But, human relations are intrinsically dynamic and they are changing at an ever increasing pace. Distances have shrunk, information is more readily available, communication is virtually instantaneous, markets have become global and a great share of the world’s assets is now intangible. Thus, increasingly complex transactions are now closed with a speed and coordination that, merely a few decades ago, would have baffled even the most sophisticated financial architect. On the other hand, legislative lawmaking is essentially reactive. It follows change slowly and, unable to provide detailed directives and guidelines in advance, attempts to regulate in hindsight. In this sense, passing a new law implies addressing an already existing problem, issue, or practice.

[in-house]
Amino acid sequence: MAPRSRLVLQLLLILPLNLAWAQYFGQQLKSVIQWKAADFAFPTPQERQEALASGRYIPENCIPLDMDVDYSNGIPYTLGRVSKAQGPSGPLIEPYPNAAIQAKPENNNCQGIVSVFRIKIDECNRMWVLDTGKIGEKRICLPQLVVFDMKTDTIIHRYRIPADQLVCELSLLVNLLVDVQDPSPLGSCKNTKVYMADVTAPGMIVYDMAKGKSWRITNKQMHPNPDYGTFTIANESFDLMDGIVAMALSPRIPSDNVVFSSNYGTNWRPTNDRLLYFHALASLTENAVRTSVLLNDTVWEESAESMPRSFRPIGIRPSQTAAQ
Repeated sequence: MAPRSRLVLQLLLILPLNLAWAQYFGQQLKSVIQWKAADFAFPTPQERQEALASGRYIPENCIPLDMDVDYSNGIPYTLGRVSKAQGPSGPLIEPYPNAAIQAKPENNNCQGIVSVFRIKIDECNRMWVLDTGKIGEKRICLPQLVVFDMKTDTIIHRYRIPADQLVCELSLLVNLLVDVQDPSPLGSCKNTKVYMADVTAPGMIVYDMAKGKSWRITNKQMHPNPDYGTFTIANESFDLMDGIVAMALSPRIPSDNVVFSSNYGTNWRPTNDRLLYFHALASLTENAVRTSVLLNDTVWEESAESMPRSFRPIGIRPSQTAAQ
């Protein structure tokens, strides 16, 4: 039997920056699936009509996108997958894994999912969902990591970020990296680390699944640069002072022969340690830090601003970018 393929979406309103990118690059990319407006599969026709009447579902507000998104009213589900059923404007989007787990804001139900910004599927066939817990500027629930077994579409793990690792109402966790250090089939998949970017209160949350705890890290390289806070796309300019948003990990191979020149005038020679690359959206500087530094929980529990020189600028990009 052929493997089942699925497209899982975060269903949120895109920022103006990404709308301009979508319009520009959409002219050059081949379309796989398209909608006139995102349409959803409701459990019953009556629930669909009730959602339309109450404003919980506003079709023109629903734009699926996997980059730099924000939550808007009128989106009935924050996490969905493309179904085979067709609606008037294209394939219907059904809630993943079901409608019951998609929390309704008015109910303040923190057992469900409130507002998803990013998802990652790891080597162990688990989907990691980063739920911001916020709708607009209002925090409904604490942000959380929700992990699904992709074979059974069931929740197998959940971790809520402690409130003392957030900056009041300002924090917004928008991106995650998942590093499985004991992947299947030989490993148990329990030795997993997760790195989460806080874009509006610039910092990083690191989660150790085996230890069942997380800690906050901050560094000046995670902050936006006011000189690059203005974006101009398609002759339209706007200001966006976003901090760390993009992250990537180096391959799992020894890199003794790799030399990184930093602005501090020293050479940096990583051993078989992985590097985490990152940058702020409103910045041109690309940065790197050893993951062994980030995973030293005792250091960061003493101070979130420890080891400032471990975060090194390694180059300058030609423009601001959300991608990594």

And so, in a world in which these two driving forces move at radically different velocities, it is lawyers who must bridge the gap between them; that is, between the ever changing practices of human interaction and the sluggish promulgation of the parameters by which they are governed. In counseling clients, lawyers are the frontline communicators of public morals as codified by the law. A lawyer must use his creativity to anticipate the client’s needs and to provide useful guidance as to how those needs may be met in ways that will not result in the imposition of legal liability, using precedent as his guide. By applying the law to his client’s situation, the lawyer’s guidance is a direct reflection of the dynamic nature of the law. Although nothing has changed in the wording of the statute or the body of the common law on the subject, the lawyer has given the law a new meaning.